Talea Mayo is a computational mathematician with expertise in the development and application of numerical hydrodynamics models for coastal hazards. She specializes in hurricane storm surge modeling, including their use for the investigation of climate change impacts on coastal flood risk. She also has expertise in statistical data assimilation methods for state and parameter estimation. She earned her B.S. in Mathematics from Grambling State University, and her M.S. and Ph.D. in Computational and Applied Mathematics from The University of Texas at Austin. She is currently an Assistant Professor in the Department of Mathematics at Emory University, and was awarded the Early-Career Research Fellowship by the National Academies of Sciences Gulf Research Program and the Early Career Faculty Innovator Award by the National Center for Atmospheric Research. She is a fierce advocate of accessible, inclusive science and education of all people, and spends her free time chasing marathon PRs and toddlers.
Imagine the hands on a clock. For every complete the minute hand makes, the seconds hand makes 60, while the hour hand only goes one twelfth of the way. We may think of the hour hand as generating a group such that when we "move" twelve times then we get back to where we started. This is the elementary concept of a monodromy group. In this talk, we give a gentle introduction to a historical mathematical concept which relates calculus, linear algebra, differential equations, and group theory into one neat theory called "monodromy". We explore lots of real world applications, including why it's so easy to get lost in parking garages, and present some open problems in the field. We end the talk with a discussion of how this is all related to solving polynomial equations, such as Abel's famous theorem on the insolubility of the quintic by radicals.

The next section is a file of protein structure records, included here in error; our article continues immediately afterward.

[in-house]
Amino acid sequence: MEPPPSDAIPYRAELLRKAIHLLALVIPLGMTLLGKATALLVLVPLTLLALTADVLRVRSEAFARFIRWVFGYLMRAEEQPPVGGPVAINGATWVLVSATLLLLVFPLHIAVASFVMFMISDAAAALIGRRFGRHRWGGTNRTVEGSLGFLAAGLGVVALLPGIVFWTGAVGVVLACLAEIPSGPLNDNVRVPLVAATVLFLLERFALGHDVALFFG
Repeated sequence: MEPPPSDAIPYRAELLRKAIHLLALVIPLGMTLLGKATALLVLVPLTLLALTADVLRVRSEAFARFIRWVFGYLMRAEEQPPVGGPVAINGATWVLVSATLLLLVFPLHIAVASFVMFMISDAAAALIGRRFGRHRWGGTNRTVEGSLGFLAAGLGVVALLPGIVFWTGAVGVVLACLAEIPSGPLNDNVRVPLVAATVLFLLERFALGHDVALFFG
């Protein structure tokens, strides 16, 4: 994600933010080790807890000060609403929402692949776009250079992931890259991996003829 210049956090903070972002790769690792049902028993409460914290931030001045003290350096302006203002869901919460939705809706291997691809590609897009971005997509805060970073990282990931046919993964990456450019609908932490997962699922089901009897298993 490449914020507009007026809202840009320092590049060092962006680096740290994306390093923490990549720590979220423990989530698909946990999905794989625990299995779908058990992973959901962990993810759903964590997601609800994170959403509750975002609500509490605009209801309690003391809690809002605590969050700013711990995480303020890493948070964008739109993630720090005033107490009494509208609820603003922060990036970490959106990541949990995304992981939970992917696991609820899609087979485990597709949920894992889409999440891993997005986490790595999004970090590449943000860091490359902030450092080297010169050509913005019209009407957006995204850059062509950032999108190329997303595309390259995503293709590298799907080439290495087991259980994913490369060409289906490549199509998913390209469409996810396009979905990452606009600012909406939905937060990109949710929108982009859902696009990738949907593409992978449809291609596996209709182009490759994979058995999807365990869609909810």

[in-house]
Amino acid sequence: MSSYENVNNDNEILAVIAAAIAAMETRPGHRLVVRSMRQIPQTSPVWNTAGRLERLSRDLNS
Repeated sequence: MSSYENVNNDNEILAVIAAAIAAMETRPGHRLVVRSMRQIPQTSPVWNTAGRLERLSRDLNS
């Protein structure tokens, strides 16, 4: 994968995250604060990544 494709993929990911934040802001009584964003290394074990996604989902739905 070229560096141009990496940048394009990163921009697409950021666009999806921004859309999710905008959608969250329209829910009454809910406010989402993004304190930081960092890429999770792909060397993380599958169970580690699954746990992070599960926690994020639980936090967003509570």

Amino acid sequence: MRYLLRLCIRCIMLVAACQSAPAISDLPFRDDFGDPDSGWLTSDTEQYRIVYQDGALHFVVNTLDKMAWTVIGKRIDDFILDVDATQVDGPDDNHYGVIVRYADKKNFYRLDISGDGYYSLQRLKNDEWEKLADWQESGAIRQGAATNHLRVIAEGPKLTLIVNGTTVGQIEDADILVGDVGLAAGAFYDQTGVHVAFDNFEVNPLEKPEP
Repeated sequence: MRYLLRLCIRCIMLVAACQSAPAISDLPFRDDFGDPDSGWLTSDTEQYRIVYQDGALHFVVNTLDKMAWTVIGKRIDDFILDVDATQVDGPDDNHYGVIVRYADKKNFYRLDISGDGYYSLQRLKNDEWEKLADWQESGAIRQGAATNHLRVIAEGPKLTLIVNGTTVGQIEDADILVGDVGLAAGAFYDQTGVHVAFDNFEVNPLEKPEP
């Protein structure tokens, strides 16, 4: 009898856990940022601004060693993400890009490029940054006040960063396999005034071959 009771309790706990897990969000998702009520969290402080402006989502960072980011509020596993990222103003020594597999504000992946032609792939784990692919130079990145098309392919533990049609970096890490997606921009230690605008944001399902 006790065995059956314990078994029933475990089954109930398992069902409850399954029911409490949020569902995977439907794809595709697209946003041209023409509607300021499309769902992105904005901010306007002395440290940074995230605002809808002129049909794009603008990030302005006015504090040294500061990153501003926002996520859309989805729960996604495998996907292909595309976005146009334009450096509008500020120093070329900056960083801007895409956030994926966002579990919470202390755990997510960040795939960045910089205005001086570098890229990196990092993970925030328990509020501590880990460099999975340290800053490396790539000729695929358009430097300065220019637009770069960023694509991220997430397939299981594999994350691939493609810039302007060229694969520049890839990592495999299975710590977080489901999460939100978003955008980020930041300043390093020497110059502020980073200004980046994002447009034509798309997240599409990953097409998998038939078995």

Edray Herber Goins grew up in South Los Angeles, California. The product of the Los Angeles Unified (LAUSD) public school system, Goins attended the California Institute of Technology, where he majored in mathematics and physics, and earned his doctorate in mathematics from Stanford University. He has worked as a researcher at both Harvard and the National Security Agency; and has taught at both Caltech and Purdue. Goins is currently a Professor of Mathematics at Pomona College in Claremont, California. He has published over 25 journal articles in areas such as applied mathematics, graph theory, number theory, and representation theory; and on topics such as Diophantine equations, elliptic curves, and African Americans in mathematics. He runs a federally-funded Research Experience for Undergraduates (REU) titled Pomona Research in Mathematics Experience (PRiME).
The local organizer for this meeting is Samantha Pezzimenti of PSU Brandywine. Please contact a local organizer with site-specific questions, or contact an Executive Committee member with more general questions.